Newswise — BOSTON—Widespread availability of telemedicine during the pandemic led to more equitable access to endocrinology care for patients with type 2 diabetes and heart disease, according to a study being presented Monday at ENDO 2024, the Endocrine Society’s annual meeting in Boston, Mass.

Patients who benefited included those living in rural areas and in neighborhoods with lower socioeconomic status, according to the study.

While most adults with type 2 diabetes receive care in the primary care setting, adults who have both type 2 diabetes and cardiovascular disease are at high risk for diabetes-related complications and may benefit from receiving specialty care for diabetes by an endocrinologist. However, access to this care is limited by both a shortage of endocrinologists as well as patient-level barriers including lack of transportation, mobility challenges, and long travel times to the nearest endocrinology clinic, according to study co-author Margaret Zupa, M.D., of the University of Pittsburgh School of Medicine in Pittsburgh, PA.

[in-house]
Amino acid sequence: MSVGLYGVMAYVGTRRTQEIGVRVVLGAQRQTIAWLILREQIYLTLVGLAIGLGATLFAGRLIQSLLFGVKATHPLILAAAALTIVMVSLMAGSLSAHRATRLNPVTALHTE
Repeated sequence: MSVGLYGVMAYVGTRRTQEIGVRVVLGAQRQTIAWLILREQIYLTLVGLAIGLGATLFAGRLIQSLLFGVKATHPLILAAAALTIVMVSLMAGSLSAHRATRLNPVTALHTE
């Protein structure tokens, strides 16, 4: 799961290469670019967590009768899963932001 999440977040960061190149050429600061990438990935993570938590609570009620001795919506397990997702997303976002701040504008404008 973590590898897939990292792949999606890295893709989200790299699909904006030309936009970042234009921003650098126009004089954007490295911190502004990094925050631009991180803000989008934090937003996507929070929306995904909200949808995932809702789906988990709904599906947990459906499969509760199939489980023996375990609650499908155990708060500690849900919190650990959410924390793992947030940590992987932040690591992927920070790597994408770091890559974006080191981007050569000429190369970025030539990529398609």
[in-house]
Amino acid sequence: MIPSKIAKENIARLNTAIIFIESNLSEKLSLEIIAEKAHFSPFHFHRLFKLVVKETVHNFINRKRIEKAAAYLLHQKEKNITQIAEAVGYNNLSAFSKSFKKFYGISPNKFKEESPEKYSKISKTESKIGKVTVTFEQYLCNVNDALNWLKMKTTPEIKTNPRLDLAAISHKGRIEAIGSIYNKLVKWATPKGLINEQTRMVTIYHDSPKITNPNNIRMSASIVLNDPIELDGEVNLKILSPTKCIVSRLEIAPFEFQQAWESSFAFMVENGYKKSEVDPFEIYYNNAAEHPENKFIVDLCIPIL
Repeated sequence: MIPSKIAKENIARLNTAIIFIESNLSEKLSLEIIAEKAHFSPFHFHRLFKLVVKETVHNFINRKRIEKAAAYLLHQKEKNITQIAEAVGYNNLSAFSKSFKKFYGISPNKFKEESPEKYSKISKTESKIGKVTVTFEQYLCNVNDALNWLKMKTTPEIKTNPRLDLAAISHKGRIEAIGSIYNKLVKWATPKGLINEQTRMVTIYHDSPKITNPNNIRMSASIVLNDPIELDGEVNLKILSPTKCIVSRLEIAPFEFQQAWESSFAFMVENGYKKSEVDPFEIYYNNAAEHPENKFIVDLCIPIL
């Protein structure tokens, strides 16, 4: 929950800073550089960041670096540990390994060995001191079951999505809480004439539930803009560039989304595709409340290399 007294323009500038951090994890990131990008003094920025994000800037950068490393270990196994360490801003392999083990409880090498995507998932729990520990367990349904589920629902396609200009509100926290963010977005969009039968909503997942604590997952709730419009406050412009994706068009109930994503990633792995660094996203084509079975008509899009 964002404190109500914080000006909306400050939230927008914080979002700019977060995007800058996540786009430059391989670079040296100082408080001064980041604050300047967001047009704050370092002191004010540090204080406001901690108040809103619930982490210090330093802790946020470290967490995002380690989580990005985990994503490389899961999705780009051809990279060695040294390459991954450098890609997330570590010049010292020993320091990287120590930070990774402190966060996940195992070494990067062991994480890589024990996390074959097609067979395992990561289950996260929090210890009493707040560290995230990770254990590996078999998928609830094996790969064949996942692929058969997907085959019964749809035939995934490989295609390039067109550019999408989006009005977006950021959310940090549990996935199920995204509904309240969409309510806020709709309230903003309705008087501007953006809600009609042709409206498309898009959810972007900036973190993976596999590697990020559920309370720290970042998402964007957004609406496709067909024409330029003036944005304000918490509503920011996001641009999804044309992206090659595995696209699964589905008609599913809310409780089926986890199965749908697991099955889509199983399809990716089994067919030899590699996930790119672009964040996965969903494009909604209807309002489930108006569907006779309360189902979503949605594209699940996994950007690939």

“Telemedicine can help patients overcome many of these barriers and can enhance access to endocrinology care for these patients,” she said.

The researchers analyzed electronic medical records for 9,546 adults who had type 2 diabetes and cardiovascular disease and were seen between January 2018 and June 2022 in a single large integrated health system. The study compared two periods: pre-telemedicine (January 1, 2018 to March 15, 2020) and post-telemedicine (March 16, 2020 to June 30, 2022).

In total, 1,725 patients received endocrinology care during the study period. The study found that before telemedicine, patients more likely to receive endocrinology care were those who lived a shorter distance to endocrinology clinic, in more walkable neighborhoods with higher neighborhood socioeconomic status, and those who were younger, non-white, with more co-occurring health conditions.

“After widespread use of telemedicine, travel distance to endocrinology clinic, race, and neighborhood socioeconomic status had less impact on endocrinology care access compared to the pre-telemedicine period, while younger age had a stronger relationship with receipt of this care,” Zupa said. “The findings suggest telemedicine can help make access to endocrinology care more equitable for patients who face barriers to in-person care, such as those living in rural areas or neighborhoods with low socioeconomic status.”

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